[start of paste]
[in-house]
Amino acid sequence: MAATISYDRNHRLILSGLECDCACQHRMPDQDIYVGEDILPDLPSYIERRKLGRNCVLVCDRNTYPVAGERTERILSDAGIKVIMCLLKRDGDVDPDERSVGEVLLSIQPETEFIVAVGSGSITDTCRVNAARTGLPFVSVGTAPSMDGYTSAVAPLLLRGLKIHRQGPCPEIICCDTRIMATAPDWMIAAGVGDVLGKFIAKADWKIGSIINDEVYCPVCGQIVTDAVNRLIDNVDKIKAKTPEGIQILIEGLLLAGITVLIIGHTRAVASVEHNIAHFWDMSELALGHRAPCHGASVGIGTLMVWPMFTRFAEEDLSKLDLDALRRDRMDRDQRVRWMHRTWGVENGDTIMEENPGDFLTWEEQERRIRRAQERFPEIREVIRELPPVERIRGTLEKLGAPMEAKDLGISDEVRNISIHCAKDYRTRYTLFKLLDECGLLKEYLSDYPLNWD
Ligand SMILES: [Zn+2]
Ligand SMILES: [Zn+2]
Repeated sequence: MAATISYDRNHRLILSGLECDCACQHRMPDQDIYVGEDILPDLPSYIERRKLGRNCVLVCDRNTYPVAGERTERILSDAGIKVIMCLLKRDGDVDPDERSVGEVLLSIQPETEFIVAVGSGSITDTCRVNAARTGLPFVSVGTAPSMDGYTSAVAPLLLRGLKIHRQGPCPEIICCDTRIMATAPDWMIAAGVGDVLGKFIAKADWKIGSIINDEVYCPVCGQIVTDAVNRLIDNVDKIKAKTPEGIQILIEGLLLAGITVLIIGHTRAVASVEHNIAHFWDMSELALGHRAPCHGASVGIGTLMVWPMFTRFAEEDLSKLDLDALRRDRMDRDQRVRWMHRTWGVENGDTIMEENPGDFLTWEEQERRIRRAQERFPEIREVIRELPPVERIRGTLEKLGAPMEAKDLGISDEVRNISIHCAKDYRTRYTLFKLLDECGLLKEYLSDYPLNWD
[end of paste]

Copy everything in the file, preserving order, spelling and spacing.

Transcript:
[in-house]
Amino acid sequence: MAATISYDRNHRLILSGLECDCACQHRMPDQDIYVGEDILPDLPSYIERRKLGRNCVLVCDRNTYPVAGERTERILSDAGIKVIMCLLKRDGDVDPDERSVGEVLLSIQPETEFIVAVGSGSITDTCRVNAARTGLPFVSVGTAPSMDGYTSAVAPLLLRGLKIHRQGPCPEIICCDTRIMATAPDWMIAAGVGDVLGKFIAKADWKIGSIINDEVYCPVCGQIVTDAVNRLIDNVDKIKAKTPEGIQILIEGLLLAGITVLIIGHTRAVASVEHNIAHFWDMSELALGHRAPCHGASVGIGTLMVWPMFTRFAEEDLSKLDLDALRRDRMDRDQRVRWMHRTWGVENGDTIMEENPGDFLTWEEQERRIRRAQERFPEIREVIRELPPVERIRGTLEKLGAPMEAKDLGISDEVRNISIHCAKDYRTRYTLFKLLDECGLLKEYLSDYPLNWD
Ligand SMILES: [Zn+2]
Ligand SMILES: [Zn+2]
Repeated sequence: MAATISYDRNHRLILSGLECDCACQHRMPDQDIYVGEDILPDLPSYIERRKLGRNCVLVCDRNTYPVAGERTERILSDAGIKVIMCLLKRDGDVDPDERSVGEVLLSIQPETEFIVAVGSGSITDTCRVNAARTGLPFVSVGTAPSMDGYTSAVAPLLLRGLKIHRQGPCPEIICCDTRIMATAPDWMIAAGVGDVLGKFIAKADWKIGSIINDEVYCPVCGQIVTDAVNRLIDNVDKIKAKTPEGIQILIEGLLLAGITVLIIGHTRAVASVEHNIAHFWDMSELALGHRAPCHGASVGIGTLMVWPMFTRFAEEDLSKLDLDALRRDRMDRDQRVRWMHRTWGVENGDTIMEENPGDFLTWEEQERRIRRAQERFPEIREVIRELPPVERIRGTLEKLGAPMEAKDLGISDEVRNISIHCAKDYRTRYTLFKLLDECGLLKEYLSDYPLNWD